The year was 1969. Norma McCorvey was 22, pregnant and unwed when she approached an attorney about wanting an abortion.
The Dallas woman didn’t get one, but four years later, her lawsuit fighting Texas’ ban on abortion reached the Supreme Court and made the procedure legal across the United States.
McCorvey, “Jane Roe” in Roe vs. Wade, died Saturday at 69 from a heart ailment. She switched camps in the mid-1990s, when she embraced the anti-abortion movement of the evangelical pastor who baptized her in a Garland swimming pool.
“Miss Norma” was a complicated figure in the abortion debate. McCorvey, who once identified as lesbian, admitted that she had lied about being gang-raped so she could end her pregnancy. But after her “born again” experience, she clashed with her pastor about his protests outside a church with a predominantly gay congregation.
Throughout her life, McCorvey struggled with addiction and unemployment, and decades in the spotlight didn’t result in financial stability. Her life was chronicled in two autobiographies and interviews she granted.
McCorvey died of heart failure in a Texas assisted-living facility, said Joshua Prager, a New York journalist who has written about her in Vanity Fair magazine.
McCorvey became a hero to abortion rights supporters but a villain to those seeking to outlaw abortion. In 1995, she announced she had switched her allegiance to the anti-abortion movement.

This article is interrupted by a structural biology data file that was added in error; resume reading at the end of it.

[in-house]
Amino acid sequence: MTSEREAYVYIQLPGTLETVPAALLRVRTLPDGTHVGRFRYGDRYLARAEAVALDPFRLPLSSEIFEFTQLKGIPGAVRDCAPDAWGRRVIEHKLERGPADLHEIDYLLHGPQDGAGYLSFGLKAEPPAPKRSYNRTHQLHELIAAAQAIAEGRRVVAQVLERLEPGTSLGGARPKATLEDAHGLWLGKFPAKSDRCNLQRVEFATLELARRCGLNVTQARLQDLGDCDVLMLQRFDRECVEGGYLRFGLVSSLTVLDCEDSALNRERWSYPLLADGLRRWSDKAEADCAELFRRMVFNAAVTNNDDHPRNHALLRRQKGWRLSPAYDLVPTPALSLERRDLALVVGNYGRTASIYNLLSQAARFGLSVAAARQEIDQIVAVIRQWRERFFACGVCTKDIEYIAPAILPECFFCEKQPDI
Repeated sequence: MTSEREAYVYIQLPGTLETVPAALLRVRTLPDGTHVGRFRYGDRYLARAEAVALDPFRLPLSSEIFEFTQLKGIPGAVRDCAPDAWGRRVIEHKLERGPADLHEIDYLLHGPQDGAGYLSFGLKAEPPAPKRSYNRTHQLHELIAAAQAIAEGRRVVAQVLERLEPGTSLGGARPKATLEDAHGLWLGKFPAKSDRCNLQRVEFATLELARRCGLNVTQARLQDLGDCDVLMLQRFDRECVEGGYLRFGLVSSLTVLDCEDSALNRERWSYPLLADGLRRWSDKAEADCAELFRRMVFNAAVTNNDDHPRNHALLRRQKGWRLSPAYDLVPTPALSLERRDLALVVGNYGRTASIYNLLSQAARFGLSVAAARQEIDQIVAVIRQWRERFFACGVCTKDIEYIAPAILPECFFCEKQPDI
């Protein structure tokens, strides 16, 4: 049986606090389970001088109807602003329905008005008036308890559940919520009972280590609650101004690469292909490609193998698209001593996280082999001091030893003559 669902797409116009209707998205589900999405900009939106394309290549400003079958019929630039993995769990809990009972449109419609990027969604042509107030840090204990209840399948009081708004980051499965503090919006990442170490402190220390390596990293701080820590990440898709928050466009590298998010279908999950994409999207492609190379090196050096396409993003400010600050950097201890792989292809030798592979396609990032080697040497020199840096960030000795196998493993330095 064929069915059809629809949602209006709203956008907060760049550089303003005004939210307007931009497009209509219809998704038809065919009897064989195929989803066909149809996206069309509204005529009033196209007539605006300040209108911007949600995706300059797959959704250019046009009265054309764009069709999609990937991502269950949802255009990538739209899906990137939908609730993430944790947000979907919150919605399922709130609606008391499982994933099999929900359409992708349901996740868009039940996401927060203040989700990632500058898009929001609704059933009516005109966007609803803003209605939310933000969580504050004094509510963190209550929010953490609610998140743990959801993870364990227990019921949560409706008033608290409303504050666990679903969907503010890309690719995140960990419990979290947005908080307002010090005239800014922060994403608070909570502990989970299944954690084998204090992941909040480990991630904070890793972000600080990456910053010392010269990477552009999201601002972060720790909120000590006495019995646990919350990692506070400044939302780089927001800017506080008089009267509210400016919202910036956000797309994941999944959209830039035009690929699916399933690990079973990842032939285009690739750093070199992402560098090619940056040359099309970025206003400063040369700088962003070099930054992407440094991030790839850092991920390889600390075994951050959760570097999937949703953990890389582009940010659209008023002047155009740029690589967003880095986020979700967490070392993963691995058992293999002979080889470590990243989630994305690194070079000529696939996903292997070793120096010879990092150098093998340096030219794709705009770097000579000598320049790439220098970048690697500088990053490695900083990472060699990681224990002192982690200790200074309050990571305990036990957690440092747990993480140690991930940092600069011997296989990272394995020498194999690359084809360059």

The Roe v Wade decision was handed down on January 22, 1973 with seven justices backing it and two dissenting.
In the four decades since the Supreme Court ruling, tens of millions of legal abortions have been performed in the country.
The ruling ended a lengthy legal drama that had begun in the state of Texas three years earlier, where abortions were permitted only in cases in which pregnancies endangered the mothers or children.
A single mother who had had a rough childhood, McCorvey was pregnant for a third time and wanted an abortion.
Encouraged by two feminist lawyers, she filed suit against Dallas district attorney Henry Wade over the Texas law under the pseudonym Jane Roe.
Although her child was born, the case took on a life of its own, becoming one of the most important and best-known decisions ever made by the Supreme Court.
McCorvey later became a fervent abortion opponent, converting to evangelical Protestantism and then Catholicism.